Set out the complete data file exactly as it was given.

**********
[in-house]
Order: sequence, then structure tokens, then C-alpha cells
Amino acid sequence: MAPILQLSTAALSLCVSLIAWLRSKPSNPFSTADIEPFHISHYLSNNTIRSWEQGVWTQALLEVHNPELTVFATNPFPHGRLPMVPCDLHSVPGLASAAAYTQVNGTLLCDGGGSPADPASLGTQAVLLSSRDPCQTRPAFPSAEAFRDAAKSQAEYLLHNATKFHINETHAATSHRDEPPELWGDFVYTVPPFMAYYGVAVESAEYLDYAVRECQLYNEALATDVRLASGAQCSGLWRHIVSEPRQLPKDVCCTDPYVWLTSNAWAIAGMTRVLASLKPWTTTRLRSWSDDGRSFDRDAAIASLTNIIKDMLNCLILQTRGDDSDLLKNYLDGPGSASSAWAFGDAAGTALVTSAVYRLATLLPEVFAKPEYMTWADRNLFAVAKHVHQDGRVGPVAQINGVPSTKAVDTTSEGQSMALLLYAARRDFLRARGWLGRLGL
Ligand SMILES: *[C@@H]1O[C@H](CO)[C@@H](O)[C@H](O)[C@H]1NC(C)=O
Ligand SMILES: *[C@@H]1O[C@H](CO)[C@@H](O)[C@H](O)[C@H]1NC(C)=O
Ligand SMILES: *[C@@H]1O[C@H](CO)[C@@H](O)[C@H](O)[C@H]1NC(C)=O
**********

[in-house]
Order: sequence, then structure tokens, then C-alpha cells
Amino acid sequence: MAPILQLSTAALSLCVSLIAWLRSKPSNPFSTADIEPFHISHYLSNNTIRSWEQGVWTQALLEVHNPELTVFATNPFPHGRLPMVPCDLHSVPGLASAAAYTQVNGTLLCDGGGSPADPASLGTQAVLLSSRDPCQTRPAFPSAEAFRDAAKSQAEYLLHNATKFHINETHAATSHRDEPPELWGDFVYTVPPFMAYYGVAVESAEYLDYAVRECQLYNEALATDVRLASGAQCSGLWRHIVSEPRQLPKDVCCTDPYVWLTSNAWAIAGMTRVLASLKPWTTTRLRSWSDDGRSFDRDAAIASLTNIIKDMLNCLILQTRGDDSDLLKNYLDGPGSASSAWAFGDAAGTALVTSAVYRLATLLPEVFAKPEYMTWADRNLFAVAKHVHQDGRVGPVAQINGVPSTKAVDTTSEGQSMALLLYAARRDFLRARGWLGRLGL
Ligand SMILES: *[C@@H]1O[C@H](CO)[C@@H](O)[C@H](O)[C@H]1NC(C)=O
Ligand SMILES: *[C@@H]1O[C@H](CO)[C@@H](O)[C@H](O)[C@H]1NC(C)=O
Ligand SMILES: *[C@@H]1O[C@H](CO)[C@@H](O)[C@H](O)[C@H]1NC(C)=O